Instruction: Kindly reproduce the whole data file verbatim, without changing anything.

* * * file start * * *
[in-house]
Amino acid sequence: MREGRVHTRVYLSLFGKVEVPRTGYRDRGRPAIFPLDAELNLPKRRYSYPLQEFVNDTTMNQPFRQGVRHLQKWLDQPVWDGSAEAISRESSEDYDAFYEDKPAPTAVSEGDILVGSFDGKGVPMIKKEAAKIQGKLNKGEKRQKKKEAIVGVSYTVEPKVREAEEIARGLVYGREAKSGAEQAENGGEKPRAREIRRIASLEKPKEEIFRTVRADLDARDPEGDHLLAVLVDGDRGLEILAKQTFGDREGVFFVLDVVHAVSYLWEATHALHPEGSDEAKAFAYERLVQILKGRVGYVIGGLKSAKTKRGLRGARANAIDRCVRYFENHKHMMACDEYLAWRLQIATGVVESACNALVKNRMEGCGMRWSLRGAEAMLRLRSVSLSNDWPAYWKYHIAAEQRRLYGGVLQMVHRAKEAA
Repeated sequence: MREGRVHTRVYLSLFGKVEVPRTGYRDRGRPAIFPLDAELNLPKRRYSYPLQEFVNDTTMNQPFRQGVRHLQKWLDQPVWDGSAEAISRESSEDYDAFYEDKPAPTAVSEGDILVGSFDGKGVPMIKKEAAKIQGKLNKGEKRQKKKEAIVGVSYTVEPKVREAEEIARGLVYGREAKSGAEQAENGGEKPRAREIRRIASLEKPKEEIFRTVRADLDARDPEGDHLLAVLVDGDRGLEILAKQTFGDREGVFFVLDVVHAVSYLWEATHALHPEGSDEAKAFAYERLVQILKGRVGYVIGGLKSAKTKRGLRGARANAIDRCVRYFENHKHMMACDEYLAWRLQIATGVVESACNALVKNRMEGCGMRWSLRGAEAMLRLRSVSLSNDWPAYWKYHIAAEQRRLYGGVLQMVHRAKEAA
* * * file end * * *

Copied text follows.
[in-house]
Amino acid sequence: MREGRVHTRVYLSLFGKVEVPRTGYRDRGRPAIFPLDAELNLPKRRYSYPLQEFVNDTTMNQPFRQGVRHLQKWLDQPVWDGSAEAISRESSEDYDAFYEDKPAPTAVSEGDILVGSFDGKGVPMIKKEAAKIQGKLNKGEKRQKKKEAIVGVSYTVEPKVREAEEIARGLVYGREAKSGAEQAENGGEKPRAREIRRIASLEKPKEEIFRTVRADLDARDPEGDHLLAVLVDGDRGLEILAKQTFGDREGVFFVLDVVHAVSYLWEATHALHPEGSDEAKAFAYERLVQILKGRVGYVIGGLKSAKTKRGLRGARANAIDRCVRYFENHKHMMACDEYLAWRLQIATGVVESACNALVKNRMEGCGMRWSLRGAEAMLRLRSVSLSNDWPAYWKYHIAAEQRRLYGGVLQMVHRAKEAA
Repeated sequence: MREGRVHTRVYLSLFGKVEVPRTGYRDRGRPAIFPLDAELNLPKRRYSYPLQEFVNDTTMNQPFRQGVRHLQKWLDQPVWDGSAEAISRESSEDYDAFYEDKPAPTAVSEGDILVGSFDGKGVPMIKKEAAKIQGKLNKGEKRQKKKEAIVGVSYTVEPKVREAEEIARGLVYGREAKSGAEQAENGGEKPRAREIRRIASLEKPKEEIFRTVRADLDARDPEGDHLLAVLVDGDRGLEILAKQTFGDREGVFFVLDVVHAVSYLWEATHALHPEGSDEAKAFAYERLVQILKGRVGYVIGGLKSAKTKRGLRGARANAIDRCVRYFENHKHMMACDEYLAWRLQIATGVVESACNALVKNRMEGCGMRWSLRGAEAMLRLRSVSLSNDWPAYWKYHIAAEQRRLYGGVLQMVHRAKEAA